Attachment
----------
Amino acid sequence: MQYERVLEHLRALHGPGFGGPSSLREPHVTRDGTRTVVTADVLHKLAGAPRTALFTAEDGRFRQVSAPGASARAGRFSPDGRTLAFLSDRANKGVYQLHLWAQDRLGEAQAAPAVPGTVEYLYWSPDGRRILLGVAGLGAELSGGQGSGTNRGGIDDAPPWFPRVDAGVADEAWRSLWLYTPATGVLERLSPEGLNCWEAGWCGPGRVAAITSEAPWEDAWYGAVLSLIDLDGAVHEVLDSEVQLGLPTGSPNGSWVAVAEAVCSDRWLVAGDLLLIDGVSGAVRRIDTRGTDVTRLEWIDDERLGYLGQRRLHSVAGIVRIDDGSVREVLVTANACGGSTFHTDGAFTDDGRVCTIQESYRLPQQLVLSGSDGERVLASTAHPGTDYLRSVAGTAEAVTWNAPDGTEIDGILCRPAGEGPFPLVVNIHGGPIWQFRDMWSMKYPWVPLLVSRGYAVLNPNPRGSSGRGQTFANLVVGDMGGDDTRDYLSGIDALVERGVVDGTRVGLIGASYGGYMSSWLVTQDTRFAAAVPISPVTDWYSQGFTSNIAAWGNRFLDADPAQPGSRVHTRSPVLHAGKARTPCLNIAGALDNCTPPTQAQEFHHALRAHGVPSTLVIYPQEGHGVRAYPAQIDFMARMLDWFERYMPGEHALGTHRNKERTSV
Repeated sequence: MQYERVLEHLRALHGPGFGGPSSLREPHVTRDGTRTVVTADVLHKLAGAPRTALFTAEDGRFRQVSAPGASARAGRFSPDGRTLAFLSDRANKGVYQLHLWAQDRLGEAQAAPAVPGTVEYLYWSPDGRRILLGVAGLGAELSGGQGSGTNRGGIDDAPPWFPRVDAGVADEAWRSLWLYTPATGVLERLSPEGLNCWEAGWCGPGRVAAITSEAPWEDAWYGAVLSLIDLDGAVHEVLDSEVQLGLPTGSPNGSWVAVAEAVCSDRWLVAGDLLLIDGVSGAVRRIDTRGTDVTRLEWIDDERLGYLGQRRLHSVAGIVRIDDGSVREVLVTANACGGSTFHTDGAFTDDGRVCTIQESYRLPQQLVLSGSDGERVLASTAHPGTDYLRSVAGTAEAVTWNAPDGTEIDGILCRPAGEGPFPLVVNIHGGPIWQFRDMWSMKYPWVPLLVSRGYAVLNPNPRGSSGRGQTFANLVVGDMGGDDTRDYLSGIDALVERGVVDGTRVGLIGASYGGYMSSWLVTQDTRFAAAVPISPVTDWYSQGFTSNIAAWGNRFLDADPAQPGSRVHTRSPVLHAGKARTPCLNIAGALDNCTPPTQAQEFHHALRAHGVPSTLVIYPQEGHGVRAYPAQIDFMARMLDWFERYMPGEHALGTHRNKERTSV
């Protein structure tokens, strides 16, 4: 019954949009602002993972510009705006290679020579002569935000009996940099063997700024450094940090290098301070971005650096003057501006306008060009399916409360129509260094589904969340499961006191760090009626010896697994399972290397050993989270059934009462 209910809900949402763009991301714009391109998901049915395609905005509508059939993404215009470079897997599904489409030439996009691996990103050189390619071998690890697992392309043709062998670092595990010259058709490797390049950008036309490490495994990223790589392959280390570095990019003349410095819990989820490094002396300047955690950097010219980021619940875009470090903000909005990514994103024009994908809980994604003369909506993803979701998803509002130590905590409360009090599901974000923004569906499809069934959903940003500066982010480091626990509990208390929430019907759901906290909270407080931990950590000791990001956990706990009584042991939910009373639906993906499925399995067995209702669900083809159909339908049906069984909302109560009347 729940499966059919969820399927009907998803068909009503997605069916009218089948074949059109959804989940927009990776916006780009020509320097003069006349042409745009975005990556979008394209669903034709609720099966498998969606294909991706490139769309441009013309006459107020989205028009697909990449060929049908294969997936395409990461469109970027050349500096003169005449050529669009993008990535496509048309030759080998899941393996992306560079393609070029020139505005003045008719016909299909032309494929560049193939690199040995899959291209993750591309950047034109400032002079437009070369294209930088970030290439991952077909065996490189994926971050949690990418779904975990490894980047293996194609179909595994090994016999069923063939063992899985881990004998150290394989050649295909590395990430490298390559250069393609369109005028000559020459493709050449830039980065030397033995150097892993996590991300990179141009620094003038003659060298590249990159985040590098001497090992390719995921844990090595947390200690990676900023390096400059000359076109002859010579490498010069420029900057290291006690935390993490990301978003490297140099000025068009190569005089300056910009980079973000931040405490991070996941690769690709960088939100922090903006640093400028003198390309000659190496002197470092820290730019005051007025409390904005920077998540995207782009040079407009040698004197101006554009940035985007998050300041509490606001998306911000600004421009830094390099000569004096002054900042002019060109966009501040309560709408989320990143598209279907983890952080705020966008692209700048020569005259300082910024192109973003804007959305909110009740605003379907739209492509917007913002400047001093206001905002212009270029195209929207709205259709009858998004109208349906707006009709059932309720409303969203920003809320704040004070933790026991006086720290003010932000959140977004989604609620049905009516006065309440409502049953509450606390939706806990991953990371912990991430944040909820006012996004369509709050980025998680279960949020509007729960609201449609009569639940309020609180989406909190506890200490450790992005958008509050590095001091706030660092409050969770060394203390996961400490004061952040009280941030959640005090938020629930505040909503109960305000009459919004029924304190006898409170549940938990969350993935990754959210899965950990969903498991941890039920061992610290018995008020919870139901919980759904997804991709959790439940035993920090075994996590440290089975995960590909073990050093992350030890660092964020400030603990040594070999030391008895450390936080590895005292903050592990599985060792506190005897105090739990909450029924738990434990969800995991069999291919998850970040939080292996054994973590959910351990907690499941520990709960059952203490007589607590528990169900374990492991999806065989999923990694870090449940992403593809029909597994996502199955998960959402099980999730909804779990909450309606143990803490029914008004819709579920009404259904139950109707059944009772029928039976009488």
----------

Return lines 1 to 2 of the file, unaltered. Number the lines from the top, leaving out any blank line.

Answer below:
Amino acid sequence: MQYERVLEHLRALHGPGFGGPSSLREPHVTRDGTRTVVTADVLHKLAGAPRTALFTAEDGRFRQVSAPGASARAGRFSPDGRTLAFLSDRANKGVYQLHLWAQDRLGEAQAAPAVPGTVEYLYWSPDGRRILLGVAGLGAELSGGQGSGTNRGGIDDAPPWFPRVDAGVADEAWRSLWLYTPATGVLERLSPEGLNCWEAGWCGPGRVAAITSEAPWEDAWYGAVLSLIDLDGAVHEVLDSEVQLGLPTGSPNGSWVAVAEAVCSDRWLVAGDLLLIDGVSGAVRRIDTRGTDVTRLEWIDDERLGYLGQRRLHSVAGIVRIDDGSVREVLVTANACGGSTFHTDGAFTDDGRVCTIQESYRLPQQLVLSGSDGERVLASTAHPGTDYLRSVAGTAEAVTWNAPDGTEIDGILCRPAGEGPFPLVVNIHGGPIWQFRDMWSMKYPWVPLLVSRGYAVLNPNPRGSSGRGQTFANLVVGDMGGDDTRDYLSGIDALVERGVVDGTRVGLIGASYGGYMSSWLVTQDTRFAAAVPISPVTDWYSQGFTSNIAAWGNRFLDADPAQPGSRVHTRSPVLHAGKARTPCLNIAGALDNCTPPTQAQEFHHALRAHGVPSTLVIYPQEGHGVRAYPAQIDFMARMLDWFERYMPGEHALGTHRNKERTSV
Repeated sequence: MQYERVLEHLRALHGPGFGGPSSLREPHVTRDGTRTVVTADVLHKLAGAPRTALFTAEDGRFRQVSAPGASARAGRFSPDGRTLAFLSDRANKGVYQLHLWAQDRLGEAQAAPAVPGTVEYLYWSPDGRRILLGVAGLGAELSGGQGSGTNRGGIDDAPPWFPRVDAGVADEAWRSLWLYTPATGVLERLSPEGLNCWEAGWCGPGRVAAITSEAPWEDAWYGAVLSLIDLDGAVHEVLDSEVQLGLPTGSPNGSWVAVAEAVCSDRWLVAGDLLLIDGVSGAVRRIDTRGTDVTRLEWIDDERLGYLGQRRLHSVAGIVRIDDGSVREVLVTANACGGSTFHTDGAFTDDGRVCTIQESYRLPQQLVLSGSDGERVLASTAHPGTDYLRSVAGTAEAVTWNAPDGTEIDGILCRPAGEGPFPLVVNIHGGPIWQFRDMWSMKYPWVPLLVSRGYAVLNPNPRGSSGRGQTFANLVVGDMGGDDTRDYLSGIDALVERGVVDGTRVGLIGASYGGYMSSWLVTQDTRFAAAVPISPVTDWYSQGFTSNIAAWGNRFLDADPAQPGSRVHTRSPVLHAGKARTPCLNIAGALDNCTPPTQAQEFHHALRAHGVPSTLVIYPQEGHGVRAYPAQIDFMARMLDWFERYMPGEHALGTHRNKERTSV